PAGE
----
Business Case Scoring – Template

Just wanted to share this quick business case scoring template.

 

In evaluating various business cases, individuals can score each based on the following:


– Business Justification

– Analysis of Alternatives

– Technical Alignment

– Feasibility of Implementation Strategy

– Funding/Resource Availability


The ratings are done with 1 being the lowest and 5 being the highest. 


The scoring sheet calculate average, and identifies highest and lowest scores.


Then the individual scores can be summarized and used to rank the projects in your portfolio. 


Based on overall funding, you can determine how many of the top-ranked projects are doable in the year, and then roll over the others for reevaluation along with new business cases next go around. 


Capisce? 😉


(Credit Graphic: Andy Blumenthal)

Project Governance and Gate Reviews

Thought this may be helpful for those looking at a Governance Process and Gate Reviews for project management. 


This aligns the Capital Planning and Investment Controls (CPIC) process of select, control, and evaluate phases with the Systems Development Life Cycle (SDLC). 


There are 5 notional gate reviews with associated documentation for project conception, initiation, planning, execution, and launch.


Of course, this can be modified as needed based on the project threshold and governance stringency required and seeks to create strategic alignment with the goals of the organization. 


(Credit Graphic: Andy Blumenthal)

Buyer Beware, Else Buyer Remorse

Wallet
Just a quick lesson I wanted to share from my grandfather.



He used to say (or so my dad used to tell me), “You open your eyes or you open your wallet!



Put another way is that “A fool and his money are soon parted.”



But I like the way my grandfather put it even better–easier to remember and no name calling involved! 😉



(Source Photo: Andy Blumenthal)

SDLC On Target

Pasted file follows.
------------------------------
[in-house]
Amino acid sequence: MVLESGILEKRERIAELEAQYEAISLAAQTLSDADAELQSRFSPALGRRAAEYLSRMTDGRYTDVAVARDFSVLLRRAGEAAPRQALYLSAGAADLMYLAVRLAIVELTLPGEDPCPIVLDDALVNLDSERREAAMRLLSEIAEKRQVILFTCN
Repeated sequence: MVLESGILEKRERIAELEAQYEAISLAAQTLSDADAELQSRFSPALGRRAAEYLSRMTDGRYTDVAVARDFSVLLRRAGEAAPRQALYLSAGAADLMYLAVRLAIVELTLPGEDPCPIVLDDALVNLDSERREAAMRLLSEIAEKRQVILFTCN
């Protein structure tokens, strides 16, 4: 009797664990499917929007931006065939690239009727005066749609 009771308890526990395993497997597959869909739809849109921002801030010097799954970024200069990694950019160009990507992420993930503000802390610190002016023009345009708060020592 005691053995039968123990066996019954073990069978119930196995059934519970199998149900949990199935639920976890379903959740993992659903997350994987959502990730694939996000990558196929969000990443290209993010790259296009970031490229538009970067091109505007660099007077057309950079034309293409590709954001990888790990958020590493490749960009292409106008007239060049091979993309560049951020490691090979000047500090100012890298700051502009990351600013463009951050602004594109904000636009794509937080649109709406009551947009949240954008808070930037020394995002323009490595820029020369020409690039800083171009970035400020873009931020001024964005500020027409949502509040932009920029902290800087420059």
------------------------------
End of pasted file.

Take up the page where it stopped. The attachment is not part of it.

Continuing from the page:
Sdlc

I found this great white paper by PM Solutions (2003) called “Selecting a Software Development Life Cycle (SDLC) Methodology.”

The paper describes and nicely diagrams out the various SDLC frameworks:

– Waterfall
– Incremental
– Iterative
– Spiral
– RAD
– Agile

It also provides a chart of the advantages and disadvantages of each framework.

Finally, there is a simple decision cube (D3) based on time horizon, budget, and functionality for selecting an SDLC framework.

This is a very useful and practical analysis for implementing SDLC, and it aligns closely with the guidance from the National Institute of Science and Technology (NIST) Special Publication (SP) 800-64, “Security Considerations in the Systems Development Life Cycle” Appendix E that states:

“The expected size and complexity of the system, the development schedule, and the anticipated length of a system’s life may affect the choice of which SDLC model to use.”

While NIST focuses on the time horizon and complexity versus the PM Solutions Decision Cube that uses time horizon, budget, and functionality, the notion of tailoringSDLC to the project is both consistent and valuable.

Just one more resource that I found particularly good is the Department of Labor IT Project Management guidance (2002)–it is a best practice from the Federal CIO website.

I like how it integrates SDLC, IT Project Management, IT Capital Planning and Investment Control (CPIC), and security and privacy into a cohesive guide

It also establishes project “thresholds” to differentiate larger or more significant projects with greater impact from others and calls these out for “more intensive review.”

Even though these these resources are around a decade old, to me they are classic (in a good sense) and remain relevant and useful to developing systems that are on target.

(Source Photo: Andy Blumenthal)

The Irreplaceables

Traditionally, people like to invest in things that they feel are “irreplaceable” (or priceless to them)…that unique outfit, that piece of Jewelry (gold is in vogue again at $1900 an ounce), that one-of-a-kind art work, that special home-sweet-home (i.e. not cookie-cutter), and most importantly that special relationship (i.e. people are truly irreplaceable and they are an investment not of money, but of our heart and soul!).